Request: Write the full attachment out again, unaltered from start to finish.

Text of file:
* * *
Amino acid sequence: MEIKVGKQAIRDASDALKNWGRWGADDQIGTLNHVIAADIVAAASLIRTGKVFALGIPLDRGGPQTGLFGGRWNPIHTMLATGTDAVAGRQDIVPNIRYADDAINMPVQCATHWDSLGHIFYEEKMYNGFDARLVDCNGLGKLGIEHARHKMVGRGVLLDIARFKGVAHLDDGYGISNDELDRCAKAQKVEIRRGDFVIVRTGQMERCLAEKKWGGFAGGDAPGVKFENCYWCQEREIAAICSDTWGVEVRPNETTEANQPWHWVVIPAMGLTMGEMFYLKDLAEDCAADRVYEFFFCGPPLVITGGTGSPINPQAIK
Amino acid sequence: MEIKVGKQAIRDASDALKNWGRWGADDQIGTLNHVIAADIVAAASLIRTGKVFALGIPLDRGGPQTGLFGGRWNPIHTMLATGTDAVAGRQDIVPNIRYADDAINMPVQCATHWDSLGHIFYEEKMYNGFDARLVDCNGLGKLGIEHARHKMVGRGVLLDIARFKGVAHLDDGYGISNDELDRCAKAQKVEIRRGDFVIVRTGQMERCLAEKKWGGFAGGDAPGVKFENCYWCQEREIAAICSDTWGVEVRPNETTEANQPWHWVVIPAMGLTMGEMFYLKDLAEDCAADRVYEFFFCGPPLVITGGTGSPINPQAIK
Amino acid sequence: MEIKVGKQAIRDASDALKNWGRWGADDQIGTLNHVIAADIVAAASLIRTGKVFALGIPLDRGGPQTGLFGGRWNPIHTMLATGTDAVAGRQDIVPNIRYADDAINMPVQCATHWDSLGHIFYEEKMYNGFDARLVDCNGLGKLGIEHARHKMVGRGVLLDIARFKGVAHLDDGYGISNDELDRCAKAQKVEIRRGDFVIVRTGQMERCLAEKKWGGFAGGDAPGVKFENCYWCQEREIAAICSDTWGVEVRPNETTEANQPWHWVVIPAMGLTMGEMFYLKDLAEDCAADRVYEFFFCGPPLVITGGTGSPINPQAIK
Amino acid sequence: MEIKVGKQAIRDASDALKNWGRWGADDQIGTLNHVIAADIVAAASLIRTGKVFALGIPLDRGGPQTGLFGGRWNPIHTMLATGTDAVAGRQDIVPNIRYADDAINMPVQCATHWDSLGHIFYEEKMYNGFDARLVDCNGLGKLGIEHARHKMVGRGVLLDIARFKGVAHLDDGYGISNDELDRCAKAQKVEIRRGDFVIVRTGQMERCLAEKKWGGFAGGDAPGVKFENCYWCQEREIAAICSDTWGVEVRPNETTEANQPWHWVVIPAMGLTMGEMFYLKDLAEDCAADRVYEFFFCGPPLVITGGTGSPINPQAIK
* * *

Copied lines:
Amino acid sequence: MEIKVGKQAIRDASDALKNWGRWGADDQIGTLNHVIAADIVAAASLIRTGKVFALGIPLDRGGPQTGLFGGRWNPIHTMLATGTDAVAGRQDIVPNIRYADDAINMPVQCATHWDSLGHIFYEEKMYNGFDARLVDCNGLGKLGIEHARHKMVGRGVLLDIARFKGVAHLDDGYGISNDELDRCAKAQKVEIRRGDFVIVRTGQMERCLAEKKWGGFAGGDAPGVKFENCYWCQEREIAAICSDTWGVEVRPNETTEANQPWHWVVIPAMGLTMGEMFYLKDLAEDCAADRVYEFFFCGPPLVITGGTGSPINPQAIK
Amino acid sequence: MEIKVGKQAIRDASDALKNWGRWGADDQIGTLNHVIAADIVAAASLIRTGKVFALGIPLDRGGPQTGLFGGRWNPIHTMLATGTDAVAGRQDIVPNIRYADDAINMPVQCATHWDSLGHIFYEEKMYNGFDARLVDCNGLGKLGIEHARHKMVGRGVLLDIARFKGVAHLDDGYGISNDELDRCAKAQKVEIRRGDFVIVRTGQMERCLAEKKWGGFAGGDAPGVKFENCYWCQEREIAAICSDTWGVEVRPNETTEANQPWHWVVIPAMGLTMGEMFYLKDLAEDCAADRVYEFFFCGPPLVITGGTGSPINPQAIK
Amino acid sequence: MEIKVGKQAIRDASDALKNWGRWGADDQIGTLNHVIAADIVAAASLIRTGKVFALGIPLDRGGPQTGLFGGRWNPIHTMLATGTDAVAGRQDIVPNIRYADDAINMPVQCATHWDSLGHIFYEEKMYNGFDARLVDCNGLGKLGIEHARHKMVGRGVLLDIARFKGVAHLDDGYGISNDELDRCAKAQKVEIRRGDFVIVRTGQMERCLAEKKWGGFAGGDAPGVKFENCYWCQEREIAAICSDTWGVEVRPNETTEANQPWHWVVIPAMGLTMGEMFYLKDLAEDCAADRVYEFFFCGPPLVITGGTGSPINPQAIK
Amino acid sequence: MEIKVGKQAIRDASDALKNWGRWGADDQIGTLNHVIAADIVAAASLIRTGKVFALGIPLDRGGPQTGLFGGRWNPIHTMLATGTDAVAGRQDIVPNIRYADDAINMPVQCATHWDSLGHIFYEEKMYNGFDARLVDCNGLGKLGIEHARHKMVGRGVLLDIARFKGVAHLDDGYGISNDELDRCAKAQKVEIRRGDFVIVRTGQMERCLAEKKWGGFAGGDAPGVKFENCYWCQEREIAAICSDTWGVEVRPNETTEANQPWHWVVIPAMGLTMGEMFYLKDLAEDCAADRVYEFFFCGPPLVITGGTGSPINPQAIK